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Effects of azoxystrobin on wheat take-all

HGCA PROJECT REPORT 285 

Effects of azoxystrobin on wheat take-all 


by
J F JENKYN AND R J GUTTERIDGE
IACR-Rothamsted, Harpenden, Herts, AL5 2JQ

JULY 2002

Abstract

Severity of take-all (Gaeumannomyces graminis var. tritici) on the roots of wheat was significantly decreased by foliar sprays of azoxystrobin in four of the six field experiments in which they were tested.  Decreases in plants with moderate or severe symptoms, compared with untreated, ranged from c 20% to more than 80%.  These effects on take-all were mostly associated with sprays at the full (250 g ai/ha) rate applied at relatively early growth stages (i.e. GS 31-32; beginning of stem extension) either alone or in combination with a later spray.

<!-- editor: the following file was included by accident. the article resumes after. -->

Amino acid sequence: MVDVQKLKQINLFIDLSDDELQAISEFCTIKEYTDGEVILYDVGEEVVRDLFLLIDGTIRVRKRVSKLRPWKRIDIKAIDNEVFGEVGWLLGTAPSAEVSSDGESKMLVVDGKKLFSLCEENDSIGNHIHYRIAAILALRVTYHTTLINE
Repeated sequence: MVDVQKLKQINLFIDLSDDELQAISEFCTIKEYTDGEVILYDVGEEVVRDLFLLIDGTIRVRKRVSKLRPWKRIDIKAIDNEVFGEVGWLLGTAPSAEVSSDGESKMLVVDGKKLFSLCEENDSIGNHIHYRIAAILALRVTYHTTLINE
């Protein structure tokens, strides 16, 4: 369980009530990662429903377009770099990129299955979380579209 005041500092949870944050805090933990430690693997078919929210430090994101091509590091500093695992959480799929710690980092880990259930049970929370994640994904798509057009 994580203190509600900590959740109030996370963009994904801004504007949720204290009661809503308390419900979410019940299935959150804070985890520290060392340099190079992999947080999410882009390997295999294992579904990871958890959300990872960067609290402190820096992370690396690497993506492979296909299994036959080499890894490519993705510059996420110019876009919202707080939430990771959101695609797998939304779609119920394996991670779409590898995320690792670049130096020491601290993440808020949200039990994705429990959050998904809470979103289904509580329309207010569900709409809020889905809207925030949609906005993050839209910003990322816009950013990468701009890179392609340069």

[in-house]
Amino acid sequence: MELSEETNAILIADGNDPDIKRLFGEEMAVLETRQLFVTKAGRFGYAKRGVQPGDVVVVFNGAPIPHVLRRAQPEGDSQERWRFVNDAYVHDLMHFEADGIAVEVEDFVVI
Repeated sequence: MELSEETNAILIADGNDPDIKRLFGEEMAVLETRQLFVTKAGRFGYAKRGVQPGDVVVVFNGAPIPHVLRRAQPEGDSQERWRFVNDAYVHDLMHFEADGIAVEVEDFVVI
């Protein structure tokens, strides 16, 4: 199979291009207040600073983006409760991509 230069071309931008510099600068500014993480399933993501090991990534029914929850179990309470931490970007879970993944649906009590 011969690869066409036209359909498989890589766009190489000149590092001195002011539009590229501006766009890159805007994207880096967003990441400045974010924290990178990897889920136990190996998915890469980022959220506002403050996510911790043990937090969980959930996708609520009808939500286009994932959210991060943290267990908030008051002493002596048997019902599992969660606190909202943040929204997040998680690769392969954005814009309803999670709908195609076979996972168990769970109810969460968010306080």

The effects of azoxystrobin on take-all are, however, somewhat variable.  Its current value as a tool in the practical management of the disease may, therefore, best be seen as providing a potential bonus in certain situations i.e. where applications at the rates and times at which it has so far mostly been tested and been shown to be effective against take-all, can be justified by its predicted effects on other diseases.

In one field experiment, a number of related compounds were also tested (all applied twice to the same plots) but there was no evidence that any of those currently available commercially had effects on take-all that were comparable to the effects of azoxystrobin.  An experimental compound had similar effects to azoxystrobin in the field experiment but, in contrast to azoxystrobin, had inconsistent effects when applied to the soil in pot experiments.

HGCA Project Number: 2321 
Price: £4.00

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